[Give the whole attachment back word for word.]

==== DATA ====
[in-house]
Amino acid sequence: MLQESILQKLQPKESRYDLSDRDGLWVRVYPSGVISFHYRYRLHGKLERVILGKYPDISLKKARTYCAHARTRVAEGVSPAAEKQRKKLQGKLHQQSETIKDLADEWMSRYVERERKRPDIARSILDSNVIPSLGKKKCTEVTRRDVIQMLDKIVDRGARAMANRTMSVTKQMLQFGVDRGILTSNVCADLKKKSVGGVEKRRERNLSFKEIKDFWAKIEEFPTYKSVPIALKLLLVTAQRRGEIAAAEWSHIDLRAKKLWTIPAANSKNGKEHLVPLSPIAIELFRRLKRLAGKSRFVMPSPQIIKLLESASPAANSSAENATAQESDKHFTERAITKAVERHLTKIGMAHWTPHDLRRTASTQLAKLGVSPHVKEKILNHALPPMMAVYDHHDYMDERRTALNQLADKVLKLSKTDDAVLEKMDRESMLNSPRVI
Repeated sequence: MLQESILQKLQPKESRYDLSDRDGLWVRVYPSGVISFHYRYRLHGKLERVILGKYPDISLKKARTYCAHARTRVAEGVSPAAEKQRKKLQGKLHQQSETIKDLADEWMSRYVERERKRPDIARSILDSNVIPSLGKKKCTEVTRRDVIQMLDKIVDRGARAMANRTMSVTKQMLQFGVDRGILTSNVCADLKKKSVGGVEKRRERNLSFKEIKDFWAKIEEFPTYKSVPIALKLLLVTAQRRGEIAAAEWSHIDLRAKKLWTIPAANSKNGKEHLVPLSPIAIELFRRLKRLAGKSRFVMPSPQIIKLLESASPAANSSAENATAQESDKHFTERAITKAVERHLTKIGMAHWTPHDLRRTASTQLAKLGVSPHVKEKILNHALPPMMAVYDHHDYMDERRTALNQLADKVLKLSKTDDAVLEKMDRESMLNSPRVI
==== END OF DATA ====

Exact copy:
[in-house]
Amino acid sequence: MLQESILQKLQPKESRYDLSDRDGLWVRVYPSGVISFHYRYRLHGKLERVILGKYPDISLKKARTYCAHARTRVAEGVSPAAEKQRKKLQGKLHQQSETIKDLADEWMSRYVERERKRPDIARSILDSNVIPSLGKKKCTEVTRRDVIQMLDKIVDRGARAMANRTMSVTKQMLQFGVDRGILTSNVCADLKKKSVGGVEKRRERNLSFKEIKDFWAKIEEFPTYKSVPIALKLLLVTAQRRGEIAAAEWSHIDLRAKKLWTIPAANSKNGKEHLVPLSPIAIELFRRLKRLAGKSRFVMPSPQIIKLLESASPAANSSAENATAQESDKHFTERAITKAVERHLTKIGMAHWTPHDLRRTASTQLAKLGVSPHVKEKILNHALPPMMAVYDHHDYMDERRTALNQLADKVLKLSKTDDAVLEKMDRESMLNSPRVI
Repeated sequence: MLQESILQKLQPKESRYDLSDRDGLWVRVYPSGVISFHYRYRLHGKLERVILGKYPDISLKKARTYCAHARTRVAEGVSPAAEKQRKKLQGKLHQQSETIKDLADEWMSRYVERERKRPDIARSILDSNVIPSLGKKKCTEVTRRDVIQMLDKIVDRGARAMANRTMSVTKQMLQFGVDRGILTSNVCADLKKKSVGGVEKRRERNLSFKEIKDFWAKIEEFPTYKSVPIALKLLLVTAQRRGEIAAAEWSHIDLRAKKLWTIPAANSKNGKEHLVPLSPIAIELFRRLKRLAGKSRFVMPSPQIIKLLESASPAANSSAENATAQESDKHFTERAITKAVERHLTKIGMAHWTPHDLRRTASTQLAKLGVSPHVKEKILNHALPPMMAVYDHHDYMDERRTALNQLADKVLKLSKTDDAVLEKMDRESMLNSPRVI